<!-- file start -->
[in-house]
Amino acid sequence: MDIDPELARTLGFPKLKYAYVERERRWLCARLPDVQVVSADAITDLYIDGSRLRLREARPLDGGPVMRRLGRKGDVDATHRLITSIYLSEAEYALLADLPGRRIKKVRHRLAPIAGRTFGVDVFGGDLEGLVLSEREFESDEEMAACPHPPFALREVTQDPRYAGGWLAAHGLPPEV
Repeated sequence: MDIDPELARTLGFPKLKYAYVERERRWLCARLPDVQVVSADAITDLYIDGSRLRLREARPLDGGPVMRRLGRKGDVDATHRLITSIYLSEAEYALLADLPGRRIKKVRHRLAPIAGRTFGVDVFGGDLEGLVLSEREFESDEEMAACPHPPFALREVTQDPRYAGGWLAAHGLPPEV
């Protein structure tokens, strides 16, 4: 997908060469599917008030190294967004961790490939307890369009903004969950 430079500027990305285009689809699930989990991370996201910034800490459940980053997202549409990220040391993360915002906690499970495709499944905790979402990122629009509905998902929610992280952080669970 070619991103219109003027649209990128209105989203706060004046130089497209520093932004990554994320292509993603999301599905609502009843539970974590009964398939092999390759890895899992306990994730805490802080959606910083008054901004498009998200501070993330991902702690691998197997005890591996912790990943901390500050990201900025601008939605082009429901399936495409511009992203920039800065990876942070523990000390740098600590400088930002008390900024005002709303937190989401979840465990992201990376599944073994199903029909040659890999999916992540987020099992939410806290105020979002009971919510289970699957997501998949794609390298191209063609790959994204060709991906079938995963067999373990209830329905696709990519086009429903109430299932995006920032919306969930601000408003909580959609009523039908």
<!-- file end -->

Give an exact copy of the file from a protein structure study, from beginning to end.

[in-house]
Amino acid sequence: MDIDPELARTLGFPKLKYAYVERERRWLCARLPDVQVVSADAITDLYIDGSRLRLREARPLDGGPVMRRLGRKGDVDATHRLITSIYLSEAEYALLADLPGRRIKKVRHRLAPIAGRTFGVDVFGGDLEGLVLSEREFESDEEMAACPHPPFALREVTQDPRYAGGWLAAHGLPPEV
Repeated sequence: MDIDPELARTLGFPKLKYAYVERERRWLCARLPDVQVVSADAITDLYIDGSRLRLREARPLDGGPVMRRLGRKGDVDATHRLITSIYLSEAEYALLADLPGRRIKKVRHRLAPIAGRTFGVDVFGGDLEGLVLSEREFESDEEMAACPHPPFALREVTQDPRYAGGWLAAHGLPPEV
């Protein structure tokens, strides 16, 4: 997908060469599917008030190294967004961790490939307890369009903004969950 430079500027990305285009689809699930989990991370996201910034800490459940980053997202549409990220040391993360915002906690499970495709499944905790979402990122629009509905998902929610992280952080669970 070619991103219109003027649209990128209105989203706060004046130089497209520093932004990554994320292509993603999301599905609502009843539970974590009964398939092999390759890895899992306990994730805490802080959606910083008054901004498009998200501070993330991902702690691998197997005890591996912790990943901390500050990201900025601008939605082009429901399936495409511009992203920039800065990876942070523990000390740098600590400088930002008390900024005002709303937190989401979840465990992201990376599944073994199903029909040659890999999916992540987020099992939410806290105020979002009971919510289970699957997501998949794609390298191209063609790959994204060709991906079938995963067999373990209830329905696709990519086009429903109430299932995006920032919306969930601000408003909580959609009523039908």